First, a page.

Michigan Education Conference Discusses Status OF LGBT Youth In Schools

BTL Staff
By | 2015-02-19T09:00:00-04:00 February 19th, 2015|Michigan, News|

BY AJ TRAGER

The closing panel in Auburn Hill discusses how academic leaders can and are changing the dialogue for acceptance of out LGBT youth in schools. Panel includes: (L-R) Naomi Kahlil, Erika Rust, Rachel Guinn, Larry Thomas, Laurie Bechhofer and Tony Sharpe.


AUBURN HILLS – Educators, activists, students and administrators gathered Feb. 6 for the fourth annual Michigan SOGI Education Conference to discuss topics surrounding LGBT youth such as developing and maintaining gay-straight alliances (GSA) within the schools, creating safe spaces for LGBT youth of color, the rights of trans and gender expansive students and how higher education is extending trans inclusion to the faculty.
The conference brought together community members from local Michigan schools, local LGBT groups such as the Gay, Lesbian and Straight Education Network (GLSEN) of Southeast Michigan, the Michigan Organization on Adolescent Sexual Health (MOASH) and the Equality Research Center at Eastern Michigan University. National organizations like the TransActive Gender Center, Illinois Safe Schools Alliance and the Pride Foundation were also present to discuss how discrimination in schools and administrative practices affects LGBT youth.
“This year we are reaching up to the leadership in schools, school districts, colleges, universities, local communities and government and we are reaching out across the breadth of LGBT and allied community to explore our connections, intersections and divergences,” Timothy G. Larrabee, Director of the SOGI Initiative, said.
The keynote address was delivered by Kris Hermanns, executive director of the Pride Foundation, a regional community foundation committed to expanding opportunities and advancing full equality for LGBT people and their families across the Northwest. Hermanns recounted the recent suicide of Leelah Alcorn, a 17-year-old trans girl raised in a conservative household in Ohio, whose suicide attracted international attention as her mother and members of the media tried to erase Alcorn’s gender identity.
“We cannot let up now; too many lives depend on it,” Hermanns said, referring to the inclusion of LGBT youth identities and progression of trans-inclusive activism.
Growing up is hard enough without having to deal with added discrimination because of sexual orientation or gender identity. LGBT youth are twice as likely than their non-LGBT peers to be bullied in school due to their sexual orientation and gender identity and 96 percent of LGBT youth say they hear transphobic or homophobic language spoken throughout hallways and classrooms.
After ten years in the Michigan legislature, the Matt’s Safe Schools Law was finally ratified in 2011, requiring that all public schools and academies prohibit bullying, retaliation and false accusations on school grounds.
“My particular interest is how do we, as growing leaders, set a tone. And how can we, from the get-go, set that inclusive tone utilizing simple things including language, presence and our basic nature?” asked Rachel Guinn, principal of Seaholm High School.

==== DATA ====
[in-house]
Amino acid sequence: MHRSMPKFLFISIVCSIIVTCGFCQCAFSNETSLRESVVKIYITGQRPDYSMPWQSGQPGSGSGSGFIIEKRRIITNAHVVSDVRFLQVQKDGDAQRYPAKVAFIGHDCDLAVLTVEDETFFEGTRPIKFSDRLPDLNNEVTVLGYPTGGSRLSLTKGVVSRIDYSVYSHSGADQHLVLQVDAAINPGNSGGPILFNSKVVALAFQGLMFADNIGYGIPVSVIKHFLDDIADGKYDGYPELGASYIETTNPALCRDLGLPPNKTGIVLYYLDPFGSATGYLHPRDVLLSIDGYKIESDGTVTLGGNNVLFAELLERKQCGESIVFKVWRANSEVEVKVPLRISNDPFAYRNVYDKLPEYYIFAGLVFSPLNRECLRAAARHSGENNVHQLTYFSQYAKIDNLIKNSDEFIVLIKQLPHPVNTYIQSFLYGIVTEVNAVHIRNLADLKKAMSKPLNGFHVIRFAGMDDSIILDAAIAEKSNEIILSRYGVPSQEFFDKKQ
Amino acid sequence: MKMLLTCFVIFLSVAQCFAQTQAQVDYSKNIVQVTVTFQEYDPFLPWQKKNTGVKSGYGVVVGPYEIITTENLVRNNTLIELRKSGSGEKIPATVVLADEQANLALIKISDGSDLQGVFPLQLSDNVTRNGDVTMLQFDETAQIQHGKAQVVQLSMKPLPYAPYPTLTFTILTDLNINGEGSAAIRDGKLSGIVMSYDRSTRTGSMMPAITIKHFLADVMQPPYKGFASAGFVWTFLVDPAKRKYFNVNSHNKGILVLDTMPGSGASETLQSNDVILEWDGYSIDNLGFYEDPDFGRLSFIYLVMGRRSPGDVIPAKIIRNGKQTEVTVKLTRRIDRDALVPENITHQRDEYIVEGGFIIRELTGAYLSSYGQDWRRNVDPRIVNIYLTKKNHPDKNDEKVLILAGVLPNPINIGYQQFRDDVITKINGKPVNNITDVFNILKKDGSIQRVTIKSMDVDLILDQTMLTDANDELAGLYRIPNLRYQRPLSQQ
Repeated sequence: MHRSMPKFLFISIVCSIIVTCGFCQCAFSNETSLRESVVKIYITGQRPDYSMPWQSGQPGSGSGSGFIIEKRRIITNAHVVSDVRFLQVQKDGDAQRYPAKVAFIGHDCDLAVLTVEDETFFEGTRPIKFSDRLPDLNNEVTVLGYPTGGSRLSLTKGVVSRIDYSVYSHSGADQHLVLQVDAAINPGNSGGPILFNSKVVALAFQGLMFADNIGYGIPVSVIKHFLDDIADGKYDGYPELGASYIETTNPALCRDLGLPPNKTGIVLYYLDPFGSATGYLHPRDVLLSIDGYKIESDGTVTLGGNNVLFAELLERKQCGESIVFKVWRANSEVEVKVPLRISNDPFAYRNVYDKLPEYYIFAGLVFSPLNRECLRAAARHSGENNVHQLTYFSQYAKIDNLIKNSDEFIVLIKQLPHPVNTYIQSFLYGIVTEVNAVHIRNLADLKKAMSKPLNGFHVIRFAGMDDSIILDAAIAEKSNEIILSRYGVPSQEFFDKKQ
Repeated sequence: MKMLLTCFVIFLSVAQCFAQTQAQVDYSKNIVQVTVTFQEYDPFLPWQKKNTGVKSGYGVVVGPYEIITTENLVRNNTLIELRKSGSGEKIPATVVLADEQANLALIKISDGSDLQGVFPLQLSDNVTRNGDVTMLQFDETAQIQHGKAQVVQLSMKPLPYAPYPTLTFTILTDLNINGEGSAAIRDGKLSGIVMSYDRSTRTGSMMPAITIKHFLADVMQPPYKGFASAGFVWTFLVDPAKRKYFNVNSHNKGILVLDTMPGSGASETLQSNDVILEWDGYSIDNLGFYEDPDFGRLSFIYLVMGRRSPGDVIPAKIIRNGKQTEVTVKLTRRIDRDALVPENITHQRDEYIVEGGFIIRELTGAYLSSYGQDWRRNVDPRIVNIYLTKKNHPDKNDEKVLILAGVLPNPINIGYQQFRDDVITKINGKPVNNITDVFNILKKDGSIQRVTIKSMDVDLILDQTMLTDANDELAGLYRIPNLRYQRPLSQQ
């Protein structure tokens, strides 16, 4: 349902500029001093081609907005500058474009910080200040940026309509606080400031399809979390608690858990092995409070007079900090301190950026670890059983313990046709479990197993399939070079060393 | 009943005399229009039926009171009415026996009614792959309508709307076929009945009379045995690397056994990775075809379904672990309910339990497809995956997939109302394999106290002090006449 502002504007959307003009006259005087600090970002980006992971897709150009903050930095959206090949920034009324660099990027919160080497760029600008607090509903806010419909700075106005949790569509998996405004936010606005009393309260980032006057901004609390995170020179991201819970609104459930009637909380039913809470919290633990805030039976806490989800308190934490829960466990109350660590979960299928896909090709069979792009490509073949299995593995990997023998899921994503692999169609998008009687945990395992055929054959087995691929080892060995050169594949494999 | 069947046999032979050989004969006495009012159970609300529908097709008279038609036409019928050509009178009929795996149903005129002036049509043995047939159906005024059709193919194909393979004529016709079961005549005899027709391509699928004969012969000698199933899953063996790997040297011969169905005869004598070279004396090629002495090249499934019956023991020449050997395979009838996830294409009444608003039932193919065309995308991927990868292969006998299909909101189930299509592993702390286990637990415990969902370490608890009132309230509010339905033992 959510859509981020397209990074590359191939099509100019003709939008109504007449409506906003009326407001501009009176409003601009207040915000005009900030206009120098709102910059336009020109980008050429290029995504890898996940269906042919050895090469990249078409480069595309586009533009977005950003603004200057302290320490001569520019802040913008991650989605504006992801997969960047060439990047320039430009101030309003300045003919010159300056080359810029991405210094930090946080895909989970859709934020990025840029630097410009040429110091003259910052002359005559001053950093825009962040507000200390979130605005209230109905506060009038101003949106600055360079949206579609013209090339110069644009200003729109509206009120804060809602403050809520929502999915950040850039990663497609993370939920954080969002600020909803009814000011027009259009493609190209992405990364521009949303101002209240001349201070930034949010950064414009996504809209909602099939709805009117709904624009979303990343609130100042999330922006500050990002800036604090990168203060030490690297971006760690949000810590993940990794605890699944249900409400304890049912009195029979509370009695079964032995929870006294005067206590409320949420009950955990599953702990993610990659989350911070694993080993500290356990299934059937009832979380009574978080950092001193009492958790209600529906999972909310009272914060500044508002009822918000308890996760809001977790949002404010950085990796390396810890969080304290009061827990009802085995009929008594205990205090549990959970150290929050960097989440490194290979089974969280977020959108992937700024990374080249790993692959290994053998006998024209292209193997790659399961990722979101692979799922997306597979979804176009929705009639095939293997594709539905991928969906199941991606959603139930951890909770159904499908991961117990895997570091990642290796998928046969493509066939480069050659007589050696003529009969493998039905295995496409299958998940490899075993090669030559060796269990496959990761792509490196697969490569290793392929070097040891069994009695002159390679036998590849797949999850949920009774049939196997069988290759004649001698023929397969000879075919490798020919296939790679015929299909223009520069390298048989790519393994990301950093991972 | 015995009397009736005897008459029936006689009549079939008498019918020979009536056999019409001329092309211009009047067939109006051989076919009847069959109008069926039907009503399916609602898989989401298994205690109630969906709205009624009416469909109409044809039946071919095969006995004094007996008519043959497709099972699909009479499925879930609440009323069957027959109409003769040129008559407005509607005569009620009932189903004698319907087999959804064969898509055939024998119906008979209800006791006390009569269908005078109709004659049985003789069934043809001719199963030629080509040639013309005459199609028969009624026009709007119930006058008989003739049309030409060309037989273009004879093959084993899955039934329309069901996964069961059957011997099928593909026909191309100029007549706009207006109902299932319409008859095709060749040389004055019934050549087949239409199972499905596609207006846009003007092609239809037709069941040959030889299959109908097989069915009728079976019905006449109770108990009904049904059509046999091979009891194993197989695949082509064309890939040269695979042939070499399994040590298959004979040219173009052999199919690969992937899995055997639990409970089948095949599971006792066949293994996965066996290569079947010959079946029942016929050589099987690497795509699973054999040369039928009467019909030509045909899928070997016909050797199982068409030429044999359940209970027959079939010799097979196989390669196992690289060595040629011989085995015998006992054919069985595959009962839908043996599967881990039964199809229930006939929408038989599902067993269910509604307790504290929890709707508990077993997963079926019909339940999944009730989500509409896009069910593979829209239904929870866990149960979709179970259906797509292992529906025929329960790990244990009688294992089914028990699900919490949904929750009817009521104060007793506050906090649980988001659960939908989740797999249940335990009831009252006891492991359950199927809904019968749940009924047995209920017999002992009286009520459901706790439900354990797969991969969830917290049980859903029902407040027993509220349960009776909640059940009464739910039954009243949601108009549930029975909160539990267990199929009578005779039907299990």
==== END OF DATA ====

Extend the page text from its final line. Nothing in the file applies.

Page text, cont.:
Schools provide a small scale melting pot for people across all races, ethnicities and religions. Those varying identities often do not agree with one another on social issues like the acceptance of diverse youth sexuality and gender identity, or how to talk about those issues. The Michigan Department of Education released new data determining that 8.6 percent of youth in the state identity as LGBT.
“We are looking at (the) health of the students and coordinating with schools in how to make students feel like they are in a safe and supportive environment so that they can learn better,” Laurie Bechhofer, from the Michigan Department of Education, said.
Other presenters from the 2015 Spring Conference include: Rev. Roland Stringfellow of Metropolitan Community Church of Detroit, Frank Burger of the National Education Association, Thomas Zook from Wayne State University, Rudy Serra — the first openly gay judge in Michigan, students from Novi High School representing the school’s GSA, Craig Laurie from MOASH, Paula Kirsch and Mark McMillan from the Center for Relationship and Sexual Health and Erich Pitcher from Michigan State University.
SOGI, the School of Education and Human Services’ Sexual Orientation and Gender Identity Initiative, was launched in 2010 to provide a safe and welcoming environment involving supportive, educational outreach and community events for staff, faculty, administrators and visitors to the School of Education and Human Services who identify as LGBT and their allies.
A second conference, the Midwest SOGI Education Conference: “Doing Justice Between the Coasts,” comes to the Marriott Detroit Oct. 17-18 and will bring together faith leaders, LGBT parents and families and community advocates.

About the Author:

BTL Staff
Between The Lines has been publishing LGBTQ-related content in Southeast Michigan since the early '90s. This year marks the publication's 25th anniversary.